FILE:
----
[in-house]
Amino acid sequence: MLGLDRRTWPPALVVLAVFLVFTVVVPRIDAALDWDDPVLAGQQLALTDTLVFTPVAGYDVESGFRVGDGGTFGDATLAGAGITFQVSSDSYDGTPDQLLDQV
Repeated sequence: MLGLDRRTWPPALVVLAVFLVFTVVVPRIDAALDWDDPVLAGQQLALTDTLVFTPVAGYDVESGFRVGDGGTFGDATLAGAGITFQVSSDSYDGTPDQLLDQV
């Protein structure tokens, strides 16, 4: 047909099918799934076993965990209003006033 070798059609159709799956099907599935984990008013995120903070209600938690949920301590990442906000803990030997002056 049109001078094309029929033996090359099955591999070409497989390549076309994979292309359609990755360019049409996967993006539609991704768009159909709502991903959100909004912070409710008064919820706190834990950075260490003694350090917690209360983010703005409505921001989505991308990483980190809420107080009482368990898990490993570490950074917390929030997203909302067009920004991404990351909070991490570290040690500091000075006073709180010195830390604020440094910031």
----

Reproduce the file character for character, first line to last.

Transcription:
[in-house]
Amino acid sequence: MLGLDRRTWPPALVVLAVFLVFTVVVPRIDAALDWDDPVLAGQQLALTDTLVFTPVAGYDVESGFRVGDGGTFGDATLAGAGITFQVSSDSYDGTPDQLLDQV
Repeated sequence: MLGLDRRTWPPALVVLAVFLVFTVVVPRIDAALDWDDPVLAGQQLALTDTLVFTPVAGYDVESGFRVGDGGTFGDATLAGAGITFQVSSDSYDGTPDQLLDQV
């Protein structure tokens, strides 16, 4: 047909099918799934076993965990209003006033 070798059609159709799956099907599935984990008013995120903070209600938690949920301590990442906000803990030997002056 049109001078094309029929033996090359099955591999070409497989390549076309994979292309359609990755360019049409996967993006539609991704768009159909709502991903959100909004912070409710008064919820706190834990950075260490003694350090917690209360983010703005409505921001989505991308990483980190809420107080009482368990898990490993570490950074917390929030997203909302067009920004991404990351909070991490570290040690500091000075006073709180010195830390604020440094910031």